His cryptic message referred to a working lunch the two had been on: A man asked McQueen why he was running for sheriff when he had unfinished business at the police department. 


It's almost like he was a prophet, Harris said; McQueen shook his head and smiled. 




By 6:30, another veteran officer made his way into the office; it's an office he has called his own more than once. McQueen met another group of officers at the entrance to the police department, as Joe Johnson and I chatted. 


Johnson, assistant police chief, has served as interim chief twice, once before J.D. Sanders was hired in 2003 and again before Joseph St. John was hired in 2007. Both times, Johnson was passed over for the full-time job. 




This time, Johnson applied and was passed over again. Despite that and his 37-year tenure on the Columbus police force, he's not going anywhere. 


"I've been here all my life. Other than the four years I left after high school ... to attend Jackson State University, I have never left," Johnson said. 


"There's no animosity. ... This department will return to the greatness that it once was." 


In the mid-1970s, when Johnson joined the police force, the department was the envy of the Golden Triangle area, he said. Everyone wanted to work for the Columbus Police Department. 




Earlier, James Richardson, a coach at Columbus High and a minister, noted McQueen was the first black police chief he's seen in the last 25 years. He was "pretty sure" he is the first, period.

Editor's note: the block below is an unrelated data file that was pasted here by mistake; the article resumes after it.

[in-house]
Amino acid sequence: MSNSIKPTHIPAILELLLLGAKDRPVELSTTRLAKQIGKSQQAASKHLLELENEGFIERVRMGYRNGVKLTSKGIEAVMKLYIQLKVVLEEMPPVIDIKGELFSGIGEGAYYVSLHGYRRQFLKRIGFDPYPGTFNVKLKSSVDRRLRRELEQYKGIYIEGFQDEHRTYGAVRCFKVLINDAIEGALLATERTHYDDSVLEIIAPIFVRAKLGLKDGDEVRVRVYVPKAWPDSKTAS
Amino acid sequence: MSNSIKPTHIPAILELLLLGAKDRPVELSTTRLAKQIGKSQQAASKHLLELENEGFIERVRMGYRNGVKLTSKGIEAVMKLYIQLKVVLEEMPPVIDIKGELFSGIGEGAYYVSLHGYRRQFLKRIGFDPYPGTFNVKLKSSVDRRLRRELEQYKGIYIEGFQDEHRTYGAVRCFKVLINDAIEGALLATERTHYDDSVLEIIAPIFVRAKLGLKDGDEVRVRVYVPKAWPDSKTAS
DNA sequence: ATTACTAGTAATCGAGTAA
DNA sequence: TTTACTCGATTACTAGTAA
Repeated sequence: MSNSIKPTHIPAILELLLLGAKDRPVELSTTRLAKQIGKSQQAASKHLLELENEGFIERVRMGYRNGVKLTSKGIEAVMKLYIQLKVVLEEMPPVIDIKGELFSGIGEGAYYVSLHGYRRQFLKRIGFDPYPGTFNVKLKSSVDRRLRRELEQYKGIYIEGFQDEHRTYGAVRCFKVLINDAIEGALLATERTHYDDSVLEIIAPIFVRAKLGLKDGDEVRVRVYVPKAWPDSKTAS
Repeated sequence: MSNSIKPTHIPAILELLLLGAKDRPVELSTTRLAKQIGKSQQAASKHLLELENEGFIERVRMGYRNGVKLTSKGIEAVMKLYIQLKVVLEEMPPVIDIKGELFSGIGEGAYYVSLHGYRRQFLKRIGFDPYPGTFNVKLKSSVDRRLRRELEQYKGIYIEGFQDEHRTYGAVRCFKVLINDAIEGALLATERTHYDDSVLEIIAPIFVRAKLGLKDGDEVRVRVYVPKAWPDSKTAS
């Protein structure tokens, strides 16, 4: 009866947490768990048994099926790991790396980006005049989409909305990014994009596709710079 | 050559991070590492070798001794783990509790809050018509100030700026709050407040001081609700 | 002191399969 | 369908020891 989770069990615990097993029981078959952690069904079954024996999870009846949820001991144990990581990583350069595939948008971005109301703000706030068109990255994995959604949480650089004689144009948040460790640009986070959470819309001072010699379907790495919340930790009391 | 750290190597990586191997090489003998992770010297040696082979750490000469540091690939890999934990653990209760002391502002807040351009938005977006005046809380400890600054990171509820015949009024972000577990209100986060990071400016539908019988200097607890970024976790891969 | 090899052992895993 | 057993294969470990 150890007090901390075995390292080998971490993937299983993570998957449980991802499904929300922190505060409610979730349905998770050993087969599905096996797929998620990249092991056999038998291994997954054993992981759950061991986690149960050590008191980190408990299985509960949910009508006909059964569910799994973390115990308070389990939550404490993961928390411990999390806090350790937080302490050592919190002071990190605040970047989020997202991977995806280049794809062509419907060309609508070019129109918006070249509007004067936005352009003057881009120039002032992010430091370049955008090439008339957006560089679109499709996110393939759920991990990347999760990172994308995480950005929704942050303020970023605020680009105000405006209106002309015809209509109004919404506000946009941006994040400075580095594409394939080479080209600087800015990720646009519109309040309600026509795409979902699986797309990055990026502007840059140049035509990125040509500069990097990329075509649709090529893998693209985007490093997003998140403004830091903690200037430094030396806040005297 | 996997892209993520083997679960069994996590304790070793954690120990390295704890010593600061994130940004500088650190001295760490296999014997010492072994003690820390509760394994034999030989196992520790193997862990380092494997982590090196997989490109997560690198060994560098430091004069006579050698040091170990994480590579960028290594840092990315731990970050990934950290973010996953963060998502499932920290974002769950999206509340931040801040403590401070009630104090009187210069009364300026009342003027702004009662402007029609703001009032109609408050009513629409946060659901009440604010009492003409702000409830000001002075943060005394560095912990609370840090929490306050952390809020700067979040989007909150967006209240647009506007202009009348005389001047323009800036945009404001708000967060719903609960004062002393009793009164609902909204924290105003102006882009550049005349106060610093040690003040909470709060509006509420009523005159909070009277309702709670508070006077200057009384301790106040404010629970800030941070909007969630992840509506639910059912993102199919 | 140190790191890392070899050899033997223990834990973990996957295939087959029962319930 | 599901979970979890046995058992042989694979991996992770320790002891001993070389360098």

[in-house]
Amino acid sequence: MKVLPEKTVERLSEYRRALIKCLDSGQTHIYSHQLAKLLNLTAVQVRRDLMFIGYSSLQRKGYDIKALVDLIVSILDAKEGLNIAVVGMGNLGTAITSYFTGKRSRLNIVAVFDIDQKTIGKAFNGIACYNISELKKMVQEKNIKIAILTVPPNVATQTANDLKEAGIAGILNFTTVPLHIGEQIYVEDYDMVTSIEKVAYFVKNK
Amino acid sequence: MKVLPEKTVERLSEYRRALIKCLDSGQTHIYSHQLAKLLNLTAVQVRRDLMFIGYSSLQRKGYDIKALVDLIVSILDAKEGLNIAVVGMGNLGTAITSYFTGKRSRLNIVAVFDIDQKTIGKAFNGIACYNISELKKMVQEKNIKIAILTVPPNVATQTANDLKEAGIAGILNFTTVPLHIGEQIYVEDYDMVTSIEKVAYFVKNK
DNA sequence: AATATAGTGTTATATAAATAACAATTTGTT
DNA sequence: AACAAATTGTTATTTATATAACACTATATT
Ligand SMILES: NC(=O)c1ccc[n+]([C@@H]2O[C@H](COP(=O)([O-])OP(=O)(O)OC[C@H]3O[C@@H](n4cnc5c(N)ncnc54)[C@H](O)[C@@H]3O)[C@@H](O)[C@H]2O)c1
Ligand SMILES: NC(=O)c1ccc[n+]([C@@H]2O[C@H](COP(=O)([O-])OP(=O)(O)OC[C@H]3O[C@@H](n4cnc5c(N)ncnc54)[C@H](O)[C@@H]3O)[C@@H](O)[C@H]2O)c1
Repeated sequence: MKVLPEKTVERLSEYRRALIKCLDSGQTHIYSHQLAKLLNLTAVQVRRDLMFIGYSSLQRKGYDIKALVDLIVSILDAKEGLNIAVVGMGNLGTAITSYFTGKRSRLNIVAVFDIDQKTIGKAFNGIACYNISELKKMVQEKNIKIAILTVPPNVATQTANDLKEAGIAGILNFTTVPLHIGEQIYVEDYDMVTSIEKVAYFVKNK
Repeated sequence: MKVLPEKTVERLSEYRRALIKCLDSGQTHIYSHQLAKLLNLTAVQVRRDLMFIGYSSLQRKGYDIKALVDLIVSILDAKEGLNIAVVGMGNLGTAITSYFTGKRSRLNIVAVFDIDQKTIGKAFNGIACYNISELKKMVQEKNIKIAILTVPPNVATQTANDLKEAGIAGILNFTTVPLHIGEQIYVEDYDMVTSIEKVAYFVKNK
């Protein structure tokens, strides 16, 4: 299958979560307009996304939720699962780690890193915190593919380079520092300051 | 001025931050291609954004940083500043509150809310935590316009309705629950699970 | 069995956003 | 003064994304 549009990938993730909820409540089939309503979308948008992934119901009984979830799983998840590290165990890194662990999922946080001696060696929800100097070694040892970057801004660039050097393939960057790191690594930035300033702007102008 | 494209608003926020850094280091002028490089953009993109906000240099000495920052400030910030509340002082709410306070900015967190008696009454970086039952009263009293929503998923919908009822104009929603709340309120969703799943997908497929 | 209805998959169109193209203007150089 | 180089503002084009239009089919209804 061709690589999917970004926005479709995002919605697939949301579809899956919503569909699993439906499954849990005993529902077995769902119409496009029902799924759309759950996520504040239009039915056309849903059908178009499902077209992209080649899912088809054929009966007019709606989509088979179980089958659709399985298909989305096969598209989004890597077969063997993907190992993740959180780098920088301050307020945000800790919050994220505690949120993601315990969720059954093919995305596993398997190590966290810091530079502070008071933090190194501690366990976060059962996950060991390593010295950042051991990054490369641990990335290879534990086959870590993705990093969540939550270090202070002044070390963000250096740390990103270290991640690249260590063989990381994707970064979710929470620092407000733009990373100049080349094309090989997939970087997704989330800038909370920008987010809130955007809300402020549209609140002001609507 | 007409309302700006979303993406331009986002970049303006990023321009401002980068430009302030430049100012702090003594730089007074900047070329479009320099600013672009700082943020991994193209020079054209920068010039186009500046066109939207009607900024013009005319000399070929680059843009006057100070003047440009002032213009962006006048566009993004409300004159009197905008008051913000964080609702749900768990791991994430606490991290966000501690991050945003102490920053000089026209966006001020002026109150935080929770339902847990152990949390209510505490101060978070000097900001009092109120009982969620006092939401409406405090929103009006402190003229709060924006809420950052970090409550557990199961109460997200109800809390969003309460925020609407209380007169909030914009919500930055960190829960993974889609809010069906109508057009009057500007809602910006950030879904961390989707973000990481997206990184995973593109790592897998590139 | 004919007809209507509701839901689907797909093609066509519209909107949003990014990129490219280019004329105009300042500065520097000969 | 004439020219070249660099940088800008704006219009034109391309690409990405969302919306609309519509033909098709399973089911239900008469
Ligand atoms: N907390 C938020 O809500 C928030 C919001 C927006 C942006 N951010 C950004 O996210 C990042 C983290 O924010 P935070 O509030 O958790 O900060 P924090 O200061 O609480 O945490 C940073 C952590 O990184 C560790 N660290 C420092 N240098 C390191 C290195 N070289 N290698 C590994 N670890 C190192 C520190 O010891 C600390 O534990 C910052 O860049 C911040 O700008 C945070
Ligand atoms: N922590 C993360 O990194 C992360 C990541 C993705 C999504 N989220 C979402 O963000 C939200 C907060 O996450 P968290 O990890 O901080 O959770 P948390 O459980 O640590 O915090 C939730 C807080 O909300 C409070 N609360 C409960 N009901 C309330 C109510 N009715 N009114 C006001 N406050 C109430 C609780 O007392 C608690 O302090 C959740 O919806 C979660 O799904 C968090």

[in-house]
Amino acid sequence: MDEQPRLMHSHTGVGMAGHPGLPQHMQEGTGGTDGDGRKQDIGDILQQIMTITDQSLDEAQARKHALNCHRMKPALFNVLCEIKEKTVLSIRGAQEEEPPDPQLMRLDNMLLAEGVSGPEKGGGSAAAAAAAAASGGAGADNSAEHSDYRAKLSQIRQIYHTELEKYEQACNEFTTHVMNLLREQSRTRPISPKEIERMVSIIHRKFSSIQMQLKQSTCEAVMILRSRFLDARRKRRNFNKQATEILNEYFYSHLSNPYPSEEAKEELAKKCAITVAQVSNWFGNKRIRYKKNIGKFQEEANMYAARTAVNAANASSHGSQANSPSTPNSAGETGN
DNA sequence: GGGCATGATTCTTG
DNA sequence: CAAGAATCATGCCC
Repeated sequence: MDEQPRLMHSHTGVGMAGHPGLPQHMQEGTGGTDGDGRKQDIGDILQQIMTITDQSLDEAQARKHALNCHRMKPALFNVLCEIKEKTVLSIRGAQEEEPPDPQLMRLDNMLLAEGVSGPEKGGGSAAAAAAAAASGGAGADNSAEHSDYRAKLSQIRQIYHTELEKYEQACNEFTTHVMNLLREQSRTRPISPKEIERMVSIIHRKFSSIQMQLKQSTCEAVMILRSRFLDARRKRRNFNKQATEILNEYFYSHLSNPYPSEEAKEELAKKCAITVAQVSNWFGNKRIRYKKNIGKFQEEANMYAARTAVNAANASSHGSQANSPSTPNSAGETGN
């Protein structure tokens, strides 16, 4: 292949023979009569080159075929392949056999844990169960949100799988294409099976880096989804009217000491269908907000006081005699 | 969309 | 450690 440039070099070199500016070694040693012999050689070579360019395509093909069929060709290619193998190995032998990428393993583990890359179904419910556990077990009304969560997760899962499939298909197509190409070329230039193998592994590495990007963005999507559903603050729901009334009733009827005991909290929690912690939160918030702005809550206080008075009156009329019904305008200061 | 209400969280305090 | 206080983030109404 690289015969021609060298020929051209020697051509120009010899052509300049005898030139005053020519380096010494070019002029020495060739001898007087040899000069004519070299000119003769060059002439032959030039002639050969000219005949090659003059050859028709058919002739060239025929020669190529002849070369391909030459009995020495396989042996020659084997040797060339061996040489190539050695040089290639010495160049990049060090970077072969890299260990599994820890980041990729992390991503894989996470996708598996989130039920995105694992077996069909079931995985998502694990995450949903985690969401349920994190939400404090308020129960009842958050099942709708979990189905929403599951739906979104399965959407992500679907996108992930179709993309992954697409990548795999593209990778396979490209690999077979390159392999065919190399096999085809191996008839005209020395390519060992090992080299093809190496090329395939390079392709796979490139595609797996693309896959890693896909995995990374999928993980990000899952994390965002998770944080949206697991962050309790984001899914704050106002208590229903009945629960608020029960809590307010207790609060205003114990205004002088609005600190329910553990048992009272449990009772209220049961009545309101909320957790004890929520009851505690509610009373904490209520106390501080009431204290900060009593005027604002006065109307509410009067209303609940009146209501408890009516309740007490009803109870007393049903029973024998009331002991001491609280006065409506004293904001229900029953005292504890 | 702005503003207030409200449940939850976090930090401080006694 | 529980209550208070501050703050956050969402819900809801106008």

"He is the first black police chief in the city of Columbus," Johnson affirmed. "But it just so happens that he's black. There's no difference. People invent things because of color ... I like to judge a person by them ... not by the color of their skin." 


Johnson supervised McQueen when they both worked in patrol and again in the Criminal Investigation Division. 


He's fair, qualified and "an excellent choice," Johnson said. 




(Re-enter McQueen.) 


McQueen put his hand on Johnson's shoulder. 


"I want you to know it's because of people like him, who blazed the trail, that I'm here today," he said. 


Though the council vote for police chief was divided along racial lines, McQueen doesn't see things in black and white. In law enforcement, the only color that matters is blue. 


"That's not the concept," he said of being the city's first black police chief. "The concept is that we are the men and women in blue ... It's not a matter of color. ... We're going to be colorblind." 


The concept, he said, is protecting the citizens, catching the perpetrators and finding solace for the victims. 




Like Johnson, McQueen can retire today if he wants, but he plans to stay around for a long time. 


"I just want to give all the glory and praise to God," he said, pausing and looking at me curiously. 


"Why aren't you writing that down?" he asked. "You're not going to use it?" 


"I didn't plan on it," I replied. 


"Well, anytime I talk, I have to talk about God. I want people to know that, too."